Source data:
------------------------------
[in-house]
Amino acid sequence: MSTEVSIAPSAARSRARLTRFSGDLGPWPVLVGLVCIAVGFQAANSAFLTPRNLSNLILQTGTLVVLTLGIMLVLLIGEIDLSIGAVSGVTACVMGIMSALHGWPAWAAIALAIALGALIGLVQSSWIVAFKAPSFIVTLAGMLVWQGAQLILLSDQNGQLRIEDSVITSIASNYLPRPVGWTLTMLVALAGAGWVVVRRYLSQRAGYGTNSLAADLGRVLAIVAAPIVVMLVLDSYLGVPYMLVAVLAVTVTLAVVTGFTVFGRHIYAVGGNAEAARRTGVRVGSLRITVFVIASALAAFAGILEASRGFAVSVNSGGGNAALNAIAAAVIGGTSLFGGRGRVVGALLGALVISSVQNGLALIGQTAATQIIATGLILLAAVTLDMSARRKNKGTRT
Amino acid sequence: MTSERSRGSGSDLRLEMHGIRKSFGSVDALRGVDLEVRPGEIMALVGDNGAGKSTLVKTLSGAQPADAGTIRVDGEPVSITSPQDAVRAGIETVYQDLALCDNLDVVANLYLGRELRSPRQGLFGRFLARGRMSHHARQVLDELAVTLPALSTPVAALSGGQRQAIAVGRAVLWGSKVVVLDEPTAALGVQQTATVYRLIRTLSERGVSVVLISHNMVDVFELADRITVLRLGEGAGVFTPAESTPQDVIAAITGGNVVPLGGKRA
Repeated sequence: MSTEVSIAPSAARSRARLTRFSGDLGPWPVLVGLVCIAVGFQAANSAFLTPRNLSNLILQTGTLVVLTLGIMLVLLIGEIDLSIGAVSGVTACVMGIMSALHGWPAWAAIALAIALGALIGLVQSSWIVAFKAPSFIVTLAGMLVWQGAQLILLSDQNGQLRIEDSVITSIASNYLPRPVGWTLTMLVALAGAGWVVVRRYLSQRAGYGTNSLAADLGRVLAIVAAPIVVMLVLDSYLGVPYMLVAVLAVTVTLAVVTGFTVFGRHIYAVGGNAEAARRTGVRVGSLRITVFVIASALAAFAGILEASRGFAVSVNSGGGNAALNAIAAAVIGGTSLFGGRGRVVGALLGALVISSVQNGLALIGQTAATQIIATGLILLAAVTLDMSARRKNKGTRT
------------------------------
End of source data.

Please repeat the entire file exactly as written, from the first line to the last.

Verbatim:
[in-house]
Amino acid sequence: MSTEVSIAPSAARSRARLTRFSGDLGPWPVLVGLVCIAVGFQAANSAFLTPRNLSNLILQTGTLVVLTLGIMLVLLIGEIDLSIGAVSGVTACVMGIMSALHGWPAWAAIALAIALGALIGLVQSSWIVAFKAPSFIVTLAGMLVWQGAQLILLSDQNGQLRIEDSVITSIASNYLPRPVGWTLTMLVALAGAGWVVVRRYLSQRAGYGTNSLAADLGRVLAIVAAPIVVMLVLDSYLGVPYMLVAVLAVTVTLAVVTGFTVFGRHIYAVGGNAEAARRTGVRVGSLRITVFVIASALAAFAGILEASRGFAVSVNSGGGNAALNAIAAAVIGGTSLFGGRGRVVGALLGALVISSVQNGLALIGQTAATQIIATGLILLAAVTLDMSARRKNKGTRT
Amino acid sequence: MTSERSRGSGSDLRLEMHGIRKSFGSVDALRGVDLEVRPGEIMALVGDNGAGKSTLVKTLSGAQPADAGTIRVDGEPVSITSPQDAVRAGIETVYQDLALCDNLDVVANLYLGRELRSPRQGLFGRFLARGRMSHHARQVLDELAVTLPALSTPVAALSGGQRQAIAVGRAVLWGSKVVVLDEPTAALGVQQTATVYRLIRTLSERGVSVVLISHNMVDVFELADRITVLRLGEGAGVFTPAESTPQDVIAAITGGNVVPLGGKRA
Repeated sequence: MSTEVSIAPSAARSRARLTRFSGDLGPWPVLVGLVCIAVGFQAANSAFLTPRNLSNLILQTGTLVVLTLGIMLVLLIGEIDLSIGAVSGVTACVMGIMSALHGWPAWAAIALAIALGALIGLVQSSWIVAFKAPSFIVTLAGMLVWQGAQLILLSDQNGQLRIEDSVITSIASNYLPRPVGWTLTMLVALAGAGWVVVRRYLSQRAGYGTNSLAADLGRVLAIVAAPIVVMLVLDSYLGVPYMLVAVLAVTVTLAVVTGFTVFGRHIYAVGGNAEAARRTGVRVGSLRITVFVIASALAAFAGILEASRGFAVSVNSGGGNAALNAIAAAVIGGTSLFGGRGRVVGALLGALVISSVQNGLALIGQTAATQIIATGLILLAAVTLDMSARRKNKGTRT